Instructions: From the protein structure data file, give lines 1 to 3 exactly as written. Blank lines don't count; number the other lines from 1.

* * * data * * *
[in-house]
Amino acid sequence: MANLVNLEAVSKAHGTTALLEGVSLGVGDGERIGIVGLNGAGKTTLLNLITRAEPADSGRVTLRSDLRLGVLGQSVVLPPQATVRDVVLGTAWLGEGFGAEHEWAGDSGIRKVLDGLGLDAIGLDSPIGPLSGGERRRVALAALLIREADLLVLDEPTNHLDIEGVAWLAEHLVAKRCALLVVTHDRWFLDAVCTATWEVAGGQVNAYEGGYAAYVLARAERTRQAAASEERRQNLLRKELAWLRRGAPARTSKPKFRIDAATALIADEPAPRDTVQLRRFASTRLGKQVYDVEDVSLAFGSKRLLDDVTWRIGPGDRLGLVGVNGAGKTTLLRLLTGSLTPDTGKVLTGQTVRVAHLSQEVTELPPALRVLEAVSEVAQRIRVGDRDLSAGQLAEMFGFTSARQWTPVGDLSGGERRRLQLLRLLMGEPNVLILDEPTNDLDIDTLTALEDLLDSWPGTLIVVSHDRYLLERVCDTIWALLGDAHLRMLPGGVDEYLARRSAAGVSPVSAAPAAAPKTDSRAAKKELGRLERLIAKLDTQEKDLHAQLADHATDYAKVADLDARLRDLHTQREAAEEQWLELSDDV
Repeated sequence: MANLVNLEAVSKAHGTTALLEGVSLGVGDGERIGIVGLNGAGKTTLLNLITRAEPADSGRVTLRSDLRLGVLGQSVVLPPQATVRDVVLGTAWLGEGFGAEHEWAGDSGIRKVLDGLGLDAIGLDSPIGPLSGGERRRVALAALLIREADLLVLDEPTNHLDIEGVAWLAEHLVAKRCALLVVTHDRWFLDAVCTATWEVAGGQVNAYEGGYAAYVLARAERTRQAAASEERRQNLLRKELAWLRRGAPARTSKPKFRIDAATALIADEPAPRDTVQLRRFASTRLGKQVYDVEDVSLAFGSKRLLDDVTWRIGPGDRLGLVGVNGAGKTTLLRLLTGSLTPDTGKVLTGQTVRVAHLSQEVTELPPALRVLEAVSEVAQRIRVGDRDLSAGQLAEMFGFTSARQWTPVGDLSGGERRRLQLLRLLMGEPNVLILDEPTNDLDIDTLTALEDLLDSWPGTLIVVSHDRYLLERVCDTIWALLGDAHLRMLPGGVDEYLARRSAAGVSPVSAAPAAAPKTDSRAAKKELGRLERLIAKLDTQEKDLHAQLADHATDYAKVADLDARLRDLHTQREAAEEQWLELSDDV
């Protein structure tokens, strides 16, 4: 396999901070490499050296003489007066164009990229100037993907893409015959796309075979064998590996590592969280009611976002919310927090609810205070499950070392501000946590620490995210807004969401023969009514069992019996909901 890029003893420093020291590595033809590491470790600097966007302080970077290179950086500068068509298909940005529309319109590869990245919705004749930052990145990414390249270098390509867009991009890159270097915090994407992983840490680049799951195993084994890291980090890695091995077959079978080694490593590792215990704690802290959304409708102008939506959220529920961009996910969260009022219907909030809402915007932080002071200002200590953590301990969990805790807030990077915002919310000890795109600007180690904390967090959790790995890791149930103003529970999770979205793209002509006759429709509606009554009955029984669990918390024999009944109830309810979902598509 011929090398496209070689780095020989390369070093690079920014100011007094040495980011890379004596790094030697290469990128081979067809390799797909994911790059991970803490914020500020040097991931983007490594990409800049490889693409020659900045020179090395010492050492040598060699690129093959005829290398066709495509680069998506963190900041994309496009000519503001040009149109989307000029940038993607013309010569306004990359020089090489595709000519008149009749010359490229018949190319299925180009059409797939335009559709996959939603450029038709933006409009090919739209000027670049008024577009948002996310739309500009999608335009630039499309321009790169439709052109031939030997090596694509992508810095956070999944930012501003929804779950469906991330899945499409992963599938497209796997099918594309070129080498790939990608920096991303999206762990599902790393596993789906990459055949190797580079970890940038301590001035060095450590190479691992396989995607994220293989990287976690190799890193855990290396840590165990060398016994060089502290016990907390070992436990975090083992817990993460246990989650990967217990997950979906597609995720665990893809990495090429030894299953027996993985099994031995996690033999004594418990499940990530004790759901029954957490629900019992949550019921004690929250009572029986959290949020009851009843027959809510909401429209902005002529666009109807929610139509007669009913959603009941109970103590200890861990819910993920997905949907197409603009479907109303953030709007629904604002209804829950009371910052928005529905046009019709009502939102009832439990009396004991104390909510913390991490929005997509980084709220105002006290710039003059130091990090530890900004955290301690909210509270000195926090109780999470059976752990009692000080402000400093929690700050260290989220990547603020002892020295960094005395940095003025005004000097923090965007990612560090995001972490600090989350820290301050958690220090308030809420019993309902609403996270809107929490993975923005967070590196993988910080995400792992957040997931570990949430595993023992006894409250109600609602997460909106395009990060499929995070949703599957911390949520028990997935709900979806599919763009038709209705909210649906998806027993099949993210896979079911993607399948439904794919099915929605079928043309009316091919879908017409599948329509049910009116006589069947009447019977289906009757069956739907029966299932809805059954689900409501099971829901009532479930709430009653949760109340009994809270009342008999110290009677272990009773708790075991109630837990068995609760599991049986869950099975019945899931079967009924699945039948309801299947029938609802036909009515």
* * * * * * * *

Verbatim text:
[in-house]
Amino acid sequence: MANLVNLEAVSKAHGTTALLEGVSLGVGDGERIGIVGLNGAGKTTLLNLITRAEPADSGRVTLRSDLRLGVLGQSVVLPPQATVRDVVLGTAWLGEGFGAEHEWAGDSGIRKVLDGLGLDAIGLDSPIGPLSGGERRRVALAALLIREADLLVLDEPTNHLDIEGVAWLAEHLVAKRCALLVVTHDRWFLDAVCTATWEVAGGQVNAYEGGYAAYVLARAERTRQAAASEERRQNLLRKELAWLRRGAPARTSKPKFRIDAATALIADEPAPRDTVQLRRFASTRLGKQVYDVEDVSLAFGSKRLLDDVTWRIGPGDRLGLVGVNGAGKTTLLRLLTGSLTPDTGKVLTGQTVRVAHLSQEVTELPPALRVLEAVSEVAQRIRVGDRDLSAGQLAEMFGFTSARQWTPVGDLSGGERRRLQLLRLLMGEPNVLILDEPTNDLDIDTLTALEDLLDSWPGTLIVVSHDRYLLERVCDTIWALLGDAHLRMLPGGVDEYLARRSAAGVSPVSAAPAAAPKTDSRAAKKELGRLERLIAKLDTQEKDLHAQLADHATDYAKVADLDARLRDLHTQREAAEEQWLELSDDV
Repeated sequence: MANLVNLEAVSKAHGTTALLEGVSLGVGDGERIGIVGLNGAGKTTLLNLITRAEPADSGRVTLRSDLRLGVLGQSVVLPPQATVRDVVLGTAWLGEGFGAEHEWAGDSGIRKVLDGLGLDAIGLDSPIGPLSGGERRRVALAALLIREADLLVLDEPTNHLDIEGVAWLAEHLVAKRCALLVVTHDRWFLDAVCTATWEVAGGQVNAYEGGYAAYVLARAERTRQAAASEERRQNLLRKELAWLRRGAPARTSKPKFRIDAATALIADEPAPRDTVQLRRFASTRLGKQVYDVEDVSLAFGSKRLLDDVTWRIGPGDRLGLVGVNGAGKTTLLRLLTGSLTPDTGKVLTGQTVRVAHLSQEVTELPPALRVLEAVSEVAQRIRVGDRDLSAGQLAEMFGFTSARQWTPVGDLSGGERRRLQLLRLLMGEPNVLILDEPTNDLDIDTLTALEDLLDSWPGTLIVVSHDRYLLERVCDTIWALLGDAHLRMLPGGVDEYLARRSAAGVSPVSAAPAAAPKTDSRAAKKELGRLERLIAKLDTQEKDLHAQLADHATDYAKVADLDARLRDLHTQREAAEEQWLELSDDV